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However, most studies have tended to focus on the impacts of large dams on only a few taxa. We estimated the cumulative impact of both large and small barriers on fish species richness and relative abundance along an altitudinal gradient in the main stem of the River Allier (France). Using eDNA metabarcoding, we identified 24 fish zero-radius operational taxonomic units (zOTUs), corresponding to 26 species distributed along the main stem of the river. Elevation explained the greatest amount of variation in fish distribution, together with average flow, barrier density and its interaction with cumulative barrier height. Based on eDNA, the largest discontinuity in species richness was not related to the location of Pout&#xE8;s, the largest dam in the system, but located downstream from it. Our results indicate that, in addition to the more obvious effects of large dams on migratory fish such as the Atlantic salmon, the cumulative effects of small barriers can have widespread impacts on fish species richness and relative abundance, which should not be overlooked. We suggest that, as for other fragmented rivers, acting on numerous small barriers might bring about greater benefits in fish species richness than focusing only on the largest dams.</abstract><type>Journal Article</type><journal>Science of The Total Environment</journal><volume>790</volume><journalNumber/><paginationStart>148054</paginationStart><paginationEnd/><publisher>Elsevier BV</publisher><placeOfPublication/><isbnPrint/><isbnElectronic/><issnPrint>0048-9697</issnPrint><issnElectronic/><keywords>River connectivity; Habitat fragmentation; Dam; Rheophilic; eDNA</keywords><publishedDay>10</publishedDay><publishedMonth>10</publishedMonth><publishedYear>2021</publishedYear><publishedDate>2021-10-10</publishedDate><doi>10.1016/j.scitotenv.2021.148054</doi><url/><notes/><college>COLLEGE NANME</college><department>Biosciences</department><CollegeCode>COLLEGE CODE</CollegeCode><DepartmentCode>SBI</DepartmentCode><institution>Swansea University</institution><apcterm/><lastEdited>2021-06-11T10:29:20.9681141</lastEdited><Created>2021-06-11T10:21:49.5603285</Created><path><level id="1">College of Science</level><level id="2">Biosciences</level></path><authors><author><firstname>S</firstname><surname>Consuegra del Olmo</surname><orcid>0000-0003-4403-2509</orcid><order>1</order></author><author><firstname>Richard</firstname><surname>O'Rorke</surname><order>2</order></author><author><firstname>Deiene</firstname><surname>Rodriguez Barreto</surname><order>3</order></author><author><firstname>Sara</firstname><surname>Fernandez</surname><order>4</order></author><author><firstname>Josh</firstname><surname>Jones</surname><orcid>0000-0001-9047-9147</orcid><order>5</order></author><author><firstname>Carlos</firstname><surname>Garcia De Leaniz</surname><orcid>0000-0003-1650-2729</orcid><order>6</order></author></authors><documents><document><filename>57099__20132__66c81a69d0be40d5ae7e7da285d4125d.pdf</filename><originalFilename>57099.pdf</originalFilename><uploaded>2021-06-11T10:28:04.5600491</uploaded><type>Output</type><contentLength>1138529</contentLength><contentType>application/pdf</contentType><version>Version of Record</version><cronfaStatus>true</cronfaStatus><documentNotes>&#xA9; 2021 The Authors. 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spelling 2021-06-11T10:29:20.9681141 v2 57099 2021-06-11 Impacts of large and small barriers on fish assemblage composition assessed using environmental DNA metabarcoding 241f2810ab8f56be53ca8af23e384c6e 0000-0003-4403-2509 S Consuegra del Olmo S Consuegra del Olmo true false cbb43a40c53e5ba9681a9022dcf0c753 Richard O'Rorke Richard O'Rorke true false a19d5dff034b6dc4c330b3aa7674eb83 Deiene Rodriguez Barreto Deiene Rodriguez Barreto true false ba449bb58016ff34c4c18abadabb40c6 0000-0001-9047-9147 Josh Jones Josh Jones true false 1c70acd0fd64edb0856b7cf34393ab02 0000-0003-1650-2729 Carlos Garcia De Leaniz Carlos Garcia De Leaniz true false 2021-06-11 SBI River fragmentation caused by instream barriers is a leading cause of biodiversity loss, particularly for freshwater migratory fish, the vertebrate group that has suffered the steepest decline. However, most studies have tended to focus on the impacts of large dams on only a few taxa. We estimated the cumulative impact of both large and small barriers on fish species richness and relative abundance along an altitudinal gradient in the main stem of the River Allier (France). Using eDNA metabarcoding, we identified 24 fish zero-radius operational taxonomic units (zOTUs), corresponding to 26 species distributed along the main stem of the river. Elevation explained the greatest amount of variation in fish distribution, together with average flow, barrier density and its interaction with cumulative barrier height. Based on eDNA, the largest discontinuity in species richness was not related to the location of Poutès, the largest dam in the system, but located downstream from it. Our results indicate that, in addition to the more obvious effects of large dams on migratory fish such as the Atlantic salmon, the cumulative effects of small barriers can have widespread impacts on fish species richness and relative abundance, which should not be overlooked. We suggest that, as for other fragmented rivers, acting on numerous small barriers might bring about greater benefits in fish species richness than focusing only on the largest dams. Journal Article Science of The Total Environment 790 148054 Elsevier BV 0048-9697 River connectivity; Habitat fragmentation; Dam; Rheophilic; eDNA 10 10 2021 2021-10-10 10.1016/j.scitotenv.2021.148054 COLLEGE NANME Biosciences COLLEGE CODE SBI Swansea University 2021-06-11T10:29:20.9681141 2021-06-11T10:21:49.5603285 College of Science Biosciences S Consuegra del Olmo 0000-0003-4403-2509 1 Richard O'Rorke 2 Deiene Rodriguez Barreto 3 Sara Fernandez 4 Josh Jones 0000-0001-9047-9147 5 Carlos Garcia De Leaniz 0000-0003-1650-2729 6 57099__20132__66c81a69d0be40d5ae7e7da285d4125d.pdf 57099.pdf 2021-06-11T10:28:04.5600491 Output 1138529 application/pdf Version of Record true © 2021 The Authors. This is an open access article under the CC BY-NC-ND license true eng http://creativecommons.org/licenses/by-nc-nd/4.0/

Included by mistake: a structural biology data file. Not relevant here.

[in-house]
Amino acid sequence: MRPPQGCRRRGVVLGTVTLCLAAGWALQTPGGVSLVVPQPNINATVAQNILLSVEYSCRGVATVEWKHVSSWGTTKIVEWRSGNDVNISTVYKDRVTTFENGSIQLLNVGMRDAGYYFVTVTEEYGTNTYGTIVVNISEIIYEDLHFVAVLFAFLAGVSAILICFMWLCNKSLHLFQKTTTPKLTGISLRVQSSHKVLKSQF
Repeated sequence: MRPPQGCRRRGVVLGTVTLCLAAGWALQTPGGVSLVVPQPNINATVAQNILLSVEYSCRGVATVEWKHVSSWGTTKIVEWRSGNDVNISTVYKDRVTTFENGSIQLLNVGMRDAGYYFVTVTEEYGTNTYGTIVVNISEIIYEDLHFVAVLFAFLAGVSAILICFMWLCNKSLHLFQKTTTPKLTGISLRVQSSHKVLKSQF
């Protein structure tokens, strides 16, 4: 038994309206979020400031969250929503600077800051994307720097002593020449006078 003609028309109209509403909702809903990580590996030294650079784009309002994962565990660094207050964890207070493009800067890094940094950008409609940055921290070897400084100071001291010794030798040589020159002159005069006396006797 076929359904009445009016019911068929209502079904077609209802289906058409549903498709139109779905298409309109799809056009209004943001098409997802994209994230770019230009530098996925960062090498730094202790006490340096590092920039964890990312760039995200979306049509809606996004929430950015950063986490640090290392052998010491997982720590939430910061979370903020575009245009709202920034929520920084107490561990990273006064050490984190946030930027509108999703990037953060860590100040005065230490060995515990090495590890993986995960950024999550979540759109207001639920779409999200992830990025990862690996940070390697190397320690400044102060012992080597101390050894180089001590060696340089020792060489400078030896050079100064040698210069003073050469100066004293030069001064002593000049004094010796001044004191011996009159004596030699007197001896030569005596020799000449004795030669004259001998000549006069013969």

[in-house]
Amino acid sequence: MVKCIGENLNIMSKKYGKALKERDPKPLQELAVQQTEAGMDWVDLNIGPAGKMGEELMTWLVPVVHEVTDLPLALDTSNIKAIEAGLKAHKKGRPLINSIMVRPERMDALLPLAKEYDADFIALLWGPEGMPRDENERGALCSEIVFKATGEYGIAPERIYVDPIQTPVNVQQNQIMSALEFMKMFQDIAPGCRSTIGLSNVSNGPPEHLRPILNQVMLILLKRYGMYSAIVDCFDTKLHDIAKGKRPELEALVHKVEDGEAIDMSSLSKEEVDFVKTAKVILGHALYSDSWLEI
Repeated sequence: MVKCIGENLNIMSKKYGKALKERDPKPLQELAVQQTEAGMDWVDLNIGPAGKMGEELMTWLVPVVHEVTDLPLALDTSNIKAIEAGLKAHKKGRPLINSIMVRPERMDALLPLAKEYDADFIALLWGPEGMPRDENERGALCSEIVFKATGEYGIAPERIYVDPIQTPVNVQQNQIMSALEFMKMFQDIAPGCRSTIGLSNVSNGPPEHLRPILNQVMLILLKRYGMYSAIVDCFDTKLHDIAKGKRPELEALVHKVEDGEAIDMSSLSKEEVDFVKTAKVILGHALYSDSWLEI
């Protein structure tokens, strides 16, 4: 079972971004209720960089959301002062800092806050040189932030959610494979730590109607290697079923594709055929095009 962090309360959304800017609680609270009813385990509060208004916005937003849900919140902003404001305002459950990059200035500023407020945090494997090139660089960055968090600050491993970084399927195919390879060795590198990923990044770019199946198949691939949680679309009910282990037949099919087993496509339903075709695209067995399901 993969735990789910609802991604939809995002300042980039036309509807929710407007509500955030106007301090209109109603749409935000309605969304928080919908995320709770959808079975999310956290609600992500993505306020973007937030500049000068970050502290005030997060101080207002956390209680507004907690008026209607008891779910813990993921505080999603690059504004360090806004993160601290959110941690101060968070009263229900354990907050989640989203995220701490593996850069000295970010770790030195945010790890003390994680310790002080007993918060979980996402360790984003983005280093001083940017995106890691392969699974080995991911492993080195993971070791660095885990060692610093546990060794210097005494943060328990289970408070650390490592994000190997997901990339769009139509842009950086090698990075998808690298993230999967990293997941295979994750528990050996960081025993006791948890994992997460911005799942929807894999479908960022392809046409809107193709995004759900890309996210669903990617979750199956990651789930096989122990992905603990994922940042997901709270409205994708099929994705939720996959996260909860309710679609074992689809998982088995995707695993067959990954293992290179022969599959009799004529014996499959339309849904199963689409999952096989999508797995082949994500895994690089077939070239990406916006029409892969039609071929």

title Impacts of large and small barriers on fish assemblage composition assessed using environmental DNA metabarcoding